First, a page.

When literally any stranger can show up in your mentions or in the comments, people necessarily turn harsh as a means of policing online “spaces” by overwhelming cruelty or other social psychological pressures. There are then sneering appeals to “coolness” that are necessarily statements about your social alliances. Since our tools are still too blunt to fine-tune audience and association, we resort to tribal discourses and fractal nationalisms.
The chaos and tribalism of our era is not an indictment of globalism or universalism but an indictment of how our hereto existing hegemonies were built. The norms and beliefs of the pre-internet era were incredibly suboptimal; they had escaped any real evolutionary pressures, backed by institutions and histories of centralized violence. Now those universal assumptions and patterns, grown bloated and domesticated, are being eaten alive by their sudden contact with an archipelago of ideological and subcultural ecosystems.
Centralization and institutionalization has weakened the epistemic muscles of civil society. Developing efficient grassroots social organisms and instincts for parsing truth takes time, and while they slowly and fitfully evolve from the primordial market, even the stupidest of ideas can win for a while with a few shallow tricks. Every inanity from nazis to flat-earthers are gorging themselves in this environment.
We exist in a period of grave upheaval, when white nationalists have begun to stalk the streets confidently again, murdering on a whim.
Obviously we must mobilize, we must convey the graveness of this situation, and we must get serious about responding with strength of our own. This is a time for movement building. For stepping forward to boldly face the challenges and horrors arising.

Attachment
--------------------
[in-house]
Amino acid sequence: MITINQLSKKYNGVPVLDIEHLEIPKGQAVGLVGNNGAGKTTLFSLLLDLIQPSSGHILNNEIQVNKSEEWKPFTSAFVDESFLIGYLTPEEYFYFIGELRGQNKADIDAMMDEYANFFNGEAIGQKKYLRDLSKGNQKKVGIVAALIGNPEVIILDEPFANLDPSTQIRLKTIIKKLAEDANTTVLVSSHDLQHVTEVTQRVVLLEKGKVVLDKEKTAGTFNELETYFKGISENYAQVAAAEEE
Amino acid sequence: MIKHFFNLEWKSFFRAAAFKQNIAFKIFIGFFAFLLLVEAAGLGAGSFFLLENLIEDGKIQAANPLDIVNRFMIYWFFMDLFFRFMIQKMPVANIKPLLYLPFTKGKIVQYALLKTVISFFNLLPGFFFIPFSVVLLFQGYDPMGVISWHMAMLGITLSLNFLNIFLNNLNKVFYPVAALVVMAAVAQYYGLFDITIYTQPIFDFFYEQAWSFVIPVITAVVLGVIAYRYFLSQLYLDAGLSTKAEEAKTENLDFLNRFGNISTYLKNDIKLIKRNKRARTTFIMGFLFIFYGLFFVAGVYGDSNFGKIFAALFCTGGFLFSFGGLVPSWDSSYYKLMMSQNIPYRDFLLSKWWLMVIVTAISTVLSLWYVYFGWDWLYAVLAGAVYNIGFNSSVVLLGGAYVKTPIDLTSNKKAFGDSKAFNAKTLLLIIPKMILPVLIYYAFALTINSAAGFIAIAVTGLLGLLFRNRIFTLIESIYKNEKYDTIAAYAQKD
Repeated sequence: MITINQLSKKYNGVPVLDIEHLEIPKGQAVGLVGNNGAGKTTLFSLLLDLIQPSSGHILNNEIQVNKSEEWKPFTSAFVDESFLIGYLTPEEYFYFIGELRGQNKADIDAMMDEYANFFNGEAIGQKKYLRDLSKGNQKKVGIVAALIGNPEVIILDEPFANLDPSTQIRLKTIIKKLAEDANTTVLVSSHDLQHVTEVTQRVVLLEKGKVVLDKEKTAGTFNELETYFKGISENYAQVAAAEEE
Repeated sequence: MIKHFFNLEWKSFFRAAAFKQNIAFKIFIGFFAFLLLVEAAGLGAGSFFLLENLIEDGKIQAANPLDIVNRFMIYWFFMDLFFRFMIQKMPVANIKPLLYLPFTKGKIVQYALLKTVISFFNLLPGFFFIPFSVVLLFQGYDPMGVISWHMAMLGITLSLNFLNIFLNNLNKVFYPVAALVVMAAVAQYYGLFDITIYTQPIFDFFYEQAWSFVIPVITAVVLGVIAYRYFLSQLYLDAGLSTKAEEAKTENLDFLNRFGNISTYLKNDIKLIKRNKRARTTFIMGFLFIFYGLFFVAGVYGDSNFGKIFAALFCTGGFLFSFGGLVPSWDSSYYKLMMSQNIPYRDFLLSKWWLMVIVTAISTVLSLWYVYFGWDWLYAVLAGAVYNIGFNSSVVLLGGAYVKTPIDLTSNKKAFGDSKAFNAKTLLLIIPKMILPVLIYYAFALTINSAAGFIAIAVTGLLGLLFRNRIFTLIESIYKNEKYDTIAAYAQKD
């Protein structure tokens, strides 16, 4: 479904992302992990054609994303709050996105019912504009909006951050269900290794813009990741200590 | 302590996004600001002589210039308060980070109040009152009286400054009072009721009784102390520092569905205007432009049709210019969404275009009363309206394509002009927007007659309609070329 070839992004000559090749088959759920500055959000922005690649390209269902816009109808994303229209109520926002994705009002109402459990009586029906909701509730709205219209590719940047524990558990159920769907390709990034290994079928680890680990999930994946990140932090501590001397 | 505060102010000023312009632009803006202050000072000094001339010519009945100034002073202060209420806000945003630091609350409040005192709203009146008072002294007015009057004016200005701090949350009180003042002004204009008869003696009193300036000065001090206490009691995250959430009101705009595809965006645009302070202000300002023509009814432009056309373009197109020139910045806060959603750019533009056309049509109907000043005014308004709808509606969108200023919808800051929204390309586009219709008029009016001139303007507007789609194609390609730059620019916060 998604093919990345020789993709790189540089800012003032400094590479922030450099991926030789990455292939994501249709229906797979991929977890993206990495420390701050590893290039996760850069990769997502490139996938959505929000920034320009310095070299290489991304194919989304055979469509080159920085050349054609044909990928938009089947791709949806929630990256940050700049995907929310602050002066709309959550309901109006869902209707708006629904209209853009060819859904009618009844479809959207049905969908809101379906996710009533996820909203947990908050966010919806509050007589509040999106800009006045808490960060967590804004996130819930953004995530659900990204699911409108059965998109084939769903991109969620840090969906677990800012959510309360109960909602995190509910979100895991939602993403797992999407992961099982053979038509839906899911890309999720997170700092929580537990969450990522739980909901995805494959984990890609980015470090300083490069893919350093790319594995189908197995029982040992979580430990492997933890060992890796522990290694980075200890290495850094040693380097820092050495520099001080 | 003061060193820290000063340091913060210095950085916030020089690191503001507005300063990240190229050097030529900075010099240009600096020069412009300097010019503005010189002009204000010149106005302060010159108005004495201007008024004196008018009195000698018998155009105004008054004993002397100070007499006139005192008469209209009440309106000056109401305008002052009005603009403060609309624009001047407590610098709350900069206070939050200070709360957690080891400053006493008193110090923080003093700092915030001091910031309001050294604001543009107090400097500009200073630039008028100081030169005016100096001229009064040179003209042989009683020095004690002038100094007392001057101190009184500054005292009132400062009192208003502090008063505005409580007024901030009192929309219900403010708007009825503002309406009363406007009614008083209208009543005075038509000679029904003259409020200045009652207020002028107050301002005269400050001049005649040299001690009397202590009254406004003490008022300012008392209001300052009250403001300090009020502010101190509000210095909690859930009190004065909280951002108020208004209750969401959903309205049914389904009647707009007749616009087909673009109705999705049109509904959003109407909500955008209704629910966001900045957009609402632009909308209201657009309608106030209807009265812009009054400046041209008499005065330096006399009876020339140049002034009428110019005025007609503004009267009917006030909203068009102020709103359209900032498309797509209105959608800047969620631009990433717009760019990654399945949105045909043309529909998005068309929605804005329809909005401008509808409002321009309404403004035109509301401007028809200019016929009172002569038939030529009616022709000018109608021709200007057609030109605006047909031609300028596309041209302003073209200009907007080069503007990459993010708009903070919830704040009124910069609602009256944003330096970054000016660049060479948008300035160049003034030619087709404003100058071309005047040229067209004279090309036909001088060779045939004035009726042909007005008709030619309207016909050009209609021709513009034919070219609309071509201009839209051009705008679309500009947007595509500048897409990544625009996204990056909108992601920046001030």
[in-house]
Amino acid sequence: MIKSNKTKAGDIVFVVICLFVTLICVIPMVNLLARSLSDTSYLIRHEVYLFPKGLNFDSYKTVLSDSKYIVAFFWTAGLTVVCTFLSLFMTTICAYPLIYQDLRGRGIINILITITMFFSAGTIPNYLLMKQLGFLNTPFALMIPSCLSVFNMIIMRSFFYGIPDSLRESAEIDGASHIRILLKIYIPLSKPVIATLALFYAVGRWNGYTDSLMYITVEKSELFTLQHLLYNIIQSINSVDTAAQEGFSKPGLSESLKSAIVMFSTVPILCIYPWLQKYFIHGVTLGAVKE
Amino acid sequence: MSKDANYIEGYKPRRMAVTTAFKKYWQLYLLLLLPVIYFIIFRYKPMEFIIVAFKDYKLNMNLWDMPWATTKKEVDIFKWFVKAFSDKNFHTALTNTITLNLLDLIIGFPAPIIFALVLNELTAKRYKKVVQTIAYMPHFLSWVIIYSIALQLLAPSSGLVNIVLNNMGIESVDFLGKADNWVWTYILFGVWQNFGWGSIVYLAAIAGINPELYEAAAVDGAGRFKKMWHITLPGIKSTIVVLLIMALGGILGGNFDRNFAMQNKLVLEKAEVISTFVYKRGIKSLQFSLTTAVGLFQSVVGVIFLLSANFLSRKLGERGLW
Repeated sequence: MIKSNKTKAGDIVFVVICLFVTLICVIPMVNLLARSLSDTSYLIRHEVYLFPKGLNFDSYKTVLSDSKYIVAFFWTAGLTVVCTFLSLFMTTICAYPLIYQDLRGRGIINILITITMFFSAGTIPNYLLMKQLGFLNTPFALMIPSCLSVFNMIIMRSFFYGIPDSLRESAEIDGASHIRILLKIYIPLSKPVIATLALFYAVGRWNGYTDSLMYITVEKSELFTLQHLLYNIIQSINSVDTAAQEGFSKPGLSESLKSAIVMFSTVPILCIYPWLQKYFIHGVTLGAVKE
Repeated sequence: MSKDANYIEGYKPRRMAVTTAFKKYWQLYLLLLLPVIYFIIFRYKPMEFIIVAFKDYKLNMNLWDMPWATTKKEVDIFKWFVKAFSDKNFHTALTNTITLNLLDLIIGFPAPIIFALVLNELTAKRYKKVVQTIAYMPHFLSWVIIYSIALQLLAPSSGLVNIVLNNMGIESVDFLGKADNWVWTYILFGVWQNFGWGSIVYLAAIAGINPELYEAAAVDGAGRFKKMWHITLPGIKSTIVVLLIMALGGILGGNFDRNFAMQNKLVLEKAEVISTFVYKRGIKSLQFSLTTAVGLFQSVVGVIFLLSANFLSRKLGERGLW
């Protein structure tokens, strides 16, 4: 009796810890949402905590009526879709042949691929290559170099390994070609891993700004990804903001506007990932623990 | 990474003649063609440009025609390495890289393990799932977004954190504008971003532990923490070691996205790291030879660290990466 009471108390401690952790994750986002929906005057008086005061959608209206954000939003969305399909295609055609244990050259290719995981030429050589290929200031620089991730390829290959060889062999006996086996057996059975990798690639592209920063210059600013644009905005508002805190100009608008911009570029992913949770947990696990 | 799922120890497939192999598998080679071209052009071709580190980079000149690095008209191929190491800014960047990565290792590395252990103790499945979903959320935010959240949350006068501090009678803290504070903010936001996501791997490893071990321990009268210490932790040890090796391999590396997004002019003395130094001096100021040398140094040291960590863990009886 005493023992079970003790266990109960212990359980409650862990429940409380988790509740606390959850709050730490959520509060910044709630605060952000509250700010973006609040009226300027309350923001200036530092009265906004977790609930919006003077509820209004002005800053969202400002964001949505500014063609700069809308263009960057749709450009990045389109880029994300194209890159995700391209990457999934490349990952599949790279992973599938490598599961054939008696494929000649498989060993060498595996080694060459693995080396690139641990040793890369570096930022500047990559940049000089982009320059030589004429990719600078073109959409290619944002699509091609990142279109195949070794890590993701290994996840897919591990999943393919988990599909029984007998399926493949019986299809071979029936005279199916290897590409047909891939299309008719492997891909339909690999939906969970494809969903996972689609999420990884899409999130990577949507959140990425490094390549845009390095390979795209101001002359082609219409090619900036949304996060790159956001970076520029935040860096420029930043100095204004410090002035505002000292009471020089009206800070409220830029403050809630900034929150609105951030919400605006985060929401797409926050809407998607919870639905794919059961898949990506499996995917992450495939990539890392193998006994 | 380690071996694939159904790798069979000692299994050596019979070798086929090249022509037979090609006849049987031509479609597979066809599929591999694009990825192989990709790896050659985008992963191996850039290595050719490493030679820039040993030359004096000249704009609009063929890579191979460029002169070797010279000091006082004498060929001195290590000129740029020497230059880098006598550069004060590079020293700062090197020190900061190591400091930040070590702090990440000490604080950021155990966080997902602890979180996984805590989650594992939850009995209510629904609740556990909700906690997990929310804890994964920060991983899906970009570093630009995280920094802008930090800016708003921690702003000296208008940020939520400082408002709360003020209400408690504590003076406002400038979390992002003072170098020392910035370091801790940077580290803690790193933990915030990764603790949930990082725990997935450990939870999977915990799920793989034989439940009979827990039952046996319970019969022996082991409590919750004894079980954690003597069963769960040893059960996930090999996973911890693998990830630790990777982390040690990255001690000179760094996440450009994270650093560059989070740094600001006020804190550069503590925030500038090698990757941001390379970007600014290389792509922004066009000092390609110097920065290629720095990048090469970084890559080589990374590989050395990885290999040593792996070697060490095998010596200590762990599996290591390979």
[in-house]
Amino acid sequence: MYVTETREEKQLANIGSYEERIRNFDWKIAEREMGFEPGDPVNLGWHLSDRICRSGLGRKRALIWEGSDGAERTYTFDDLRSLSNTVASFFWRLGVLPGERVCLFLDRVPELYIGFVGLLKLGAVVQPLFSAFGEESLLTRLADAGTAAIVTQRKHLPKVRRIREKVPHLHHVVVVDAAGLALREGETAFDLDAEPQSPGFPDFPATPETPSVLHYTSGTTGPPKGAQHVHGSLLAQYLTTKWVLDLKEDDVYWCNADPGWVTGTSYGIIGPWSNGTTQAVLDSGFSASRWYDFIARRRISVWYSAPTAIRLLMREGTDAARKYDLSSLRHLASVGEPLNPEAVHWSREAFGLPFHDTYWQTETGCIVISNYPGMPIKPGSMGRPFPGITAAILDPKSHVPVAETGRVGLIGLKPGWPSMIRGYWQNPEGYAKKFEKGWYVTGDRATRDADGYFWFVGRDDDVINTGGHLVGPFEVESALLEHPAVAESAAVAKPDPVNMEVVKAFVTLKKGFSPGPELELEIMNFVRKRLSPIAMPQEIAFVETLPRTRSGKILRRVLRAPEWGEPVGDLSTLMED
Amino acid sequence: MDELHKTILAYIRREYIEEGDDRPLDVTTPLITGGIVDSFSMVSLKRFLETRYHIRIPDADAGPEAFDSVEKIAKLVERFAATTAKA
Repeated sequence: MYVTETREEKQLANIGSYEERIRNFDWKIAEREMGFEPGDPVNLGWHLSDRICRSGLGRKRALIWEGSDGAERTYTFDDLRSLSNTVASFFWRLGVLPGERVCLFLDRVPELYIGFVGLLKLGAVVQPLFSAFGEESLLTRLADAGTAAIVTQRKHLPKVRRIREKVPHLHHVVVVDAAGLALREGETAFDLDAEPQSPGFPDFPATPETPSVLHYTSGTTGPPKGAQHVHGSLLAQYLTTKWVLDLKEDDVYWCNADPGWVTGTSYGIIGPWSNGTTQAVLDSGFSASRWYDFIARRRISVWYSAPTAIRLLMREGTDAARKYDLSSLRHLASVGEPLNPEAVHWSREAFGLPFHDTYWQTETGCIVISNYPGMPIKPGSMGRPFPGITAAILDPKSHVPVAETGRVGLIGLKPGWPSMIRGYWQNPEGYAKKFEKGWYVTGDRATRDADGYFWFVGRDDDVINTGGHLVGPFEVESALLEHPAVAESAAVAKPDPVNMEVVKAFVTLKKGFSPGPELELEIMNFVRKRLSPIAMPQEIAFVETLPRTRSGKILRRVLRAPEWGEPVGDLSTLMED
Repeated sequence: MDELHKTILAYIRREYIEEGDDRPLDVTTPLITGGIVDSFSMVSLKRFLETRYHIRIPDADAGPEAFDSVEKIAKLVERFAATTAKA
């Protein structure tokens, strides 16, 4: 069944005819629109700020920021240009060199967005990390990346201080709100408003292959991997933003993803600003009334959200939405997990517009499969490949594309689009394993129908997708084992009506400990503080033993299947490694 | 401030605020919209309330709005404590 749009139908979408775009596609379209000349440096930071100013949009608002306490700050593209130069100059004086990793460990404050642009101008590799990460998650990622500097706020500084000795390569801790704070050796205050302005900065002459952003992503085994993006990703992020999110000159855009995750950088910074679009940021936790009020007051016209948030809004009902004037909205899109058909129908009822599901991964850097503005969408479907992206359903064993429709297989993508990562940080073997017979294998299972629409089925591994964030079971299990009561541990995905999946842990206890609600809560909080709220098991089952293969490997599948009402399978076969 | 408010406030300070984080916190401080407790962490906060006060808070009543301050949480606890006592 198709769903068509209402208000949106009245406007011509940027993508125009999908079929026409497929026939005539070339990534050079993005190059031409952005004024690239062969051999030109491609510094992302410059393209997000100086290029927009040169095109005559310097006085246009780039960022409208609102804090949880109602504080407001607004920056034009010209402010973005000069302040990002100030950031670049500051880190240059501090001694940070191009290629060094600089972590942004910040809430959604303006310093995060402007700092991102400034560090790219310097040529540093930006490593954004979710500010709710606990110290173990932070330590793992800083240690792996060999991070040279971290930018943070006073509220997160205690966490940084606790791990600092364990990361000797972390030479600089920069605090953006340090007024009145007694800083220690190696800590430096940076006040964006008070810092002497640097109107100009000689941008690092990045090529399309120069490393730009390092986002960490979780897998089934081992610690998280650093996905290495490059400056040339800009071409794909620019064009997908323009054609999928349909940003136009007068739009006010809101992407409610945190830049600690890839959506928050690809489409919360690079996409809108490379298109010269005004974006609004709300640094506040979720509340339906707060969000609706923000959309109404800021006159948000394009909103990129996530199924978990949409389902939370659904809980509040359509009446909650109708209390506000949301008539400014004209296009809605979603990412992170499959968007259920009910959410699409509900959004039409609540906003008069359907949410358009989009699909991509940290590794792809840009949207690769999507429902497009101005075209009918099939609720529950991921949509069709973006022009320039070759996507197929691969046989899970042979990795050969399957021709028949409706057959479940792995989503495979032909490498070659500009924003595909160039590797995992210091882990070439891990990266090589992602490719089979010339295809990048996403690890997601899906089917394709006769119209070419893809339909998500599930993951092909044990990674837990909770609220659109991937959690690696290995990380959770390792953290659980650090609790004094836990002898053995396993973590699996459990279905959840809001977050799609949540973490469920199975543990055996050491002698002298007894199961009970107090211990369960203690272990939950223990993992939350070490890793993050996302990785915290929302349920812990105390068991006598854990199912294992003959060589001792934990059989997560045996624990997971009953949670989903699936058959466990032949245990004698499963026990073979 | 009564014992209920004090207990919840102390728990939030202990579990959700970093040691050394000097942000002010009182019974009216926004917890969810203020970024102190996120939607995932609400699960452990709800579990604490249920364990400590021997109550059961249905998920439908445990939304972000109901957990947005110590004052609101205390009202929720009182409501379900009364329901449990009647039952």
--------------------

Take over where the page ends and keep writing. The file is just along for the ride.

But it is precisely in such situations when it becomes easier and easier to think entirely in terms of friends and enemies, to dismiss ideas as phantasmal distractions without pull or torsion. It is precisely when the social stakes are so high that we risk accidentally trapping ourselves in a world of nothing but social positioning.
Things matter, and we cannot pretend that they don’t for the sake of some illusion of detached rationality, but we should nevertheless always bend towards it. Accuracy in our picture of reality is incredibly important, without accuracy our agency slips away, and the first thing small deviations from rationality do is hide the scope of their consequences. True rationality is not emotional detachment, nor is it willful blindness to the complexities of discourse and political struggle in favor of some simplistic code.
But social positioning is the language and paradigm of power, it encourages us to think entirely in its terms. The psychosis of power is a creeping denial of anything else besides the game. Eventually the entire premise of accuracy is lost to the most distant recesses of our minds, everything becomes positioning, and those not swallowed up entirely by the game are rendered enemies. Sincerity becomes viewed as betrayal, a weakness in the ranks, an unwillingness to fully embrace the most vicious tools. Or at least the most effective in the immediate. In a war of social positioning the honest person is criminally untrustworthy. Truth is lost and only teams remain.
This is how power wins. Small little cycles of feedback, building up to a storm of obtuse tribalism, authoritarianism, and sociopathy.